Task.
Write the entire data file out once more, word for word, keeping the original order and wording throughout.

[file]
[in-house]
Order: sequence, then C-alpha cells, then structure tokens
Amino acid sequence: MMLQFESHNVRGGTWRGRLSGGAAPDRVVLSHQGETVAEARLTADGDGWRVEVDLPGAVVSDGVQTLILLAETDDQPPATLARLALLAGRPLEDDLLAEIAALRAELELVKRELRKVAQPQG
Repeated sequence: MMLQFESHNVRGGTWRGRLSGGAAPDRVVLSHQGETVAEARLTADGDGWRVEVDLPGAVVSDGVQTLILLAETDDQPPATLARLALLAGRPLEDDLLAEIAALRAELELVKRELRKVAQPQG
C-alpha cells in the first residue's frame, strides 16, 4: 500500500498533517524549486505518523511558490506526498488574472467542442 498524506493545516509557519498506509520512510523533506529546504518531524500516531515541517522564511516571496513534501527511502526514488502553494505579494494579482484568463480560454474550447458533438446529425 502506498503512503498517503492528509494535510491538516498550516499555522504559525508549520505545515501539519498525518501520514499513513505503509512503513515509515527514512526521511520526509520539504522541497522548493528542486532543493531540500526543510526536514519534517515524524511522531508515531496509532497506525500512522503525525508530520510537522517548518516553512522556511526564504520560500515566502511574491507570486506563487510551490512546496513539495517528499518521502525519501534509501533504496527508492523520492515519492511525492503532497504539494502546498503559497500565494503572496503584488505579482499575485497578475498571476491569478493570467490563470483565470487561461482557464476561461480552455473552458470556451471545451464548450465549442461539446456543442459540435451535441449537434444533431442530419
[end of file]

[in-house]
Order: sequence, then C-alpha cells, then structure tokens
Amino acid sequence: MMLQFESHNVRGGTWRGRLSGGAAPDRVVLSHQGETVAEARLTADGDGWRVEVDLPGAVVSDGVQTLILLAETDDQPPATLARLALLAGRPLEDDLLAEIAALRAELELVKRELRKVAQPQG
Repeated sequence: MMLQFESHNVRGGTWRGRLSGGAAPDRVVLSHQGETVAEARLTADGDGWRVEVDLPGAVVSDGVQTLILLAETDDQPPATLARLALLAGRPLEDDLLAEIAALRAELELVKRELRKVAQPQG
C-alpha cells in the first residue's frame, strides 16, 4: 500500500498533517524549486505518523511558490506526498488574472467542442 498524506493545516509557519498506509520512510523533506529546504518531524500516531515541517522564511516571496513534501527511502526514488502553494505579494494579482484568463480560454474550447458533438446529425 502506498503512503498517503492528509494535510491538516498550516499555522504559525508549520505545515501539519498525518501520514499513513505503509512503513515509515527514512526521511520526509520539504522541497522548493528542486532543493531540500526543510526536514519534517515524524511522531508515531496509532497506525500512522503525525508530520510537522517548518516553512522556511526564504520560500515566502511574491507570486506563487510551490512546496513539495517528499518521502525519501534509501533504496527508492523520492515519492511525492503532497504539494502546498503559497500565494503572496503584488505579482499575485497578475498571476491569478493570467490563470483565470487561461482557464476561461480552455473552458470556451471545451464548450465549442461539446456543442459540435451535441449537434444533431442530419